A trio of accessibility apps available for iOS, including BrailleTouch, Color Identifier, and Light Detector
While the resolution -- which was approved during last week's NFB convention in Orlando, Fla. -- does not call for a repeat of the 2008 litigation that saw Apple pay $250,000 and overhaul iTunes's accessibility features as part of a settlement, Reuters notes that some of the organization's members view such an action as inevitable if Apple fails to implement new accessibility requirements.
"It's time for Apple to step up or we will take the next step," NFB of California board member Michael Hingson told the news service. Hingson said another lawsuit would be "the only resort" to force compliance.
Update: Reuters has corrected its report to note that the NFB did not actually file a lawsuit against Apple in 2008. Further, NFB president Mark A. Riccobono has since issued a statement detailing the actual focus of its resolution and noting that "The issues raised in the resolution are not new."
Riccobono added, "I thought the chatter around the resolution would fade away until some media reports made inaccurate assertions about the resolution, its content, and what actions the NFB will take to carry it out. Many of these inaccurate assertions have been fueled by a provocative and poorly reported article from the Reuters news service, linked here only for reference.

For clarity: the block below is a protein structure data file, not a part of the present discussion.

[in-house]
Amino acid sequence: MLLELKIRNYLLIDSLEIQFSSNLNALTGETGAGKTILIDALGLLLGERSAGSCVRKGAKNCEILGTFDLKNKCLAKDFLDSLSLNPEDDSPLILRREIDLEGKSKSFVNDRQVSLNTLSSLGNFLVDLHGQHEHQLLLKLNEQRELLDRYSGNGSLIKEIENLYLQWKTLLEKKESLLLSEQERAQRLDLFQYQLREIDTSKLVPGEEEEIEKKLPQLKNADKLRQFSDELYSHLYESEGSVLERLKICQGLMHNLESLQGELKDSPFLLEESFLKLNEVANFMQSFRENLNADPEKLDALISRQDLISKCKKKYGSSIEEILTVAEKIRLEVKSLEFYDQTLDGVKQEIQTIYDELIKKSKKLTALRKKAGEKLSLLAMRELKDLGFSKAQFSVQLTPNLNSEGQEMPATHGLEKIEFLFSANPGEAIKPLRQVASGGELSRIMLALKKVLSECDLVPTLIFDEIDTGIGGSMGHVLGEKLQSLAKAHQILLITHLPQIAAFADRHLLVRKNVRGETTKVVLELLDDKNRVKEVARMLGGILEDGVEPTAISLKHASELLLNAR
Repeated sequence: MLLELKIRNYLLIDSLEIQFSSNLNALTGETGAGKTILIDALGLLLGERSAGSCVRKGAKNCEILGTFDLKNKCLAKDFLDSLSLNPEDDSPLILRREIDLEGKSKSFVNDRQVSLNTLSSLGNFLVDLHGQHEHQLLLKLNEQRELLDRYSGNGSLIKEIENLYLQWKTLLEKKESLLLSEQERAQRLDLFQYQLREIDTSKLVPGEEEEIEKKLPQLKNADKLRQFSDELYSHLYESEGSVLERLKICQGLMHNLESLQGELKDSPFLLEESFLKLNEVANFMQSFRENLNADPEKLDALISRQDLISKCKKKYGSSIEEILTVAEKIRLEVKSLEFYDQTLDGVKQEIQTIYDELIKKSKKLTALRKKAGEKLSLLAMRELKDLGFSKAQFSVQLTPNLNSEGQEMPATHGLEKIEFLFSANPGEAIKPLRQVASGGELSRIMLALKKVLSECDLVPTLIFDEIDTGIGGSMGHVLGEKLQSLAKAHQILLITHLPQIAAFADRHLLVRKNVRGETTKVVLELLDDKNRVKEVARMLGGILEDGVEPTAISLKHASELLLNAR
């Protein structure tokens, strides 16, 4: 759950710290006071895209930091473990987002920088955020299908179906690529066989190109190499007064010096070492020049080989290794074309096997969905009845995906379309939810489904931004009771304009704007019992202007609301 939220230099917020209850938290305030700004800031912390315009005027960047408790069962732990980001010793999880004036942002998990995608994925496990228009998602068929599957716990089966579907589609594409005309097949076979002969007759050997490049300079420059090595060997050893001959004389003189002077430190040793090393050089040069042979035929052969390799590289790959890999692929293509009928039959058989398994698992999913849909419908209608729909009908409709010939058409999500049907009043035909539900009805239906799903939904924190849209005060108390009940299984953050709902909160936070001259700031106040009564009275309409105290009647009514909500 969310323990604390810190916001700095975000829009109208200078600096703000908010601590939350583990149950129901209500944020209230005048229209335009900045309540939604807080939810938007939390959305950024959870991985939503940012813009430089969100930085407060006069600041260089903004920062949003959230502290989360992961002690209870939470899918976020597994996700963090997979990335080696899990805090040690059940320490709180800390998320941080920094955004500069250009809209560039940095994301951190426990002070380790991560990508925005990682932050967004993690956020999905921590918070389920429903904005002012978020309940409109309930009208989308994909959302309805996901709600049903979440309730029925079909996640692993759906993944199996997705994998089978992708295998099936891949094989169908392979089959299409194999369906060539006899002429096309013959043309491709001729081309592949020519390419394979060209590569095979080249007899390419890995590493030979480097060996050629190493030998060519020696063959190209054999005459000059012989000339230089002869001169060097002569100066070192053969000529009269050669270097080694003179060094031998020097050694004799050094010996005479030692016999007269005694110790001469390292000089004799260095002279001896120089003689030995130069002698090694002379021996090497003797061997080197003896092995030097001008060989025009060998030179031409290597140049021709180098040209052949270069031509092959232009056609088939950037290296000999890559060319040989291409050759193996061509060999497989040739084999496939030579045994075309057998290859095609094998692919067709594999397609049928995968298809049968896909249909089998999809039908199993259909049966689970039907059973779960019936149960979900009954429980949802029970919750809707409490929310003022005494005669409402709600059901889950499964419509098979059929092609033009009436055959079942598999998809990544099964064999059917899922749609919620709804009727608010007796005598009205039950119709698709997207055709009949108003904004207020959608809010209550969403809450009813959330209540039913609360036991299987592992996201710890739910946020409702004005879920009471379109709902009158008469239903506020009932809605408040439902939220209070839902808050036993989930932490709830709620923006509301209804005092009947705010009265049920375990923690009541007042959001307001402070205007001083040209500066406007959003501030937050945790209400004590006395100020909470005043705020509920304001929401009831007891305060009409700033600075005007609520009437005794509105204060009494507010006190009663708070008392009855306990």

Reuters has already been forced to correct the article because it reported, inaccurately, that the National Federation of the Blind once brought suit against Apple, Inc. This never happened, although a demand letter was sent regarding the accessibility of iTunes and iTunes U, and the Massachusetts Attorney General opened an investigation. Those actions resulted in a voluntary agreement with Apple that was a significant step in getting us the accessibility we experience today."
Apple has made a number of accessibility improvements in recent years, and iOS devices are often described by visually- and hearing-impaired people as having brought dramatic improvements to their quality of life. The company recently featured deaf travel writer Cherie King in an iPad advertisement detailing the tablet's ability to help her travel independently and communicate around the world, for instance.
"My iPad lets me share my journey with the world," King is quoted as saying. "Other deaf people tell me they're traveling more now because they see it's possible."
Blind advocates -- who acknowledge Apple's contributions with features like VoiceOver and the forthcoming screen reading options in iOS 8 -- say the company has not done enough to encourage third-party app makers to follow suit, however. Apps from companies including Bank of America, Southwest Airlines, and Netflix are cited as lacking basic accessibility features like button labels that can be read aloud by VoiceOver, degrading the experience.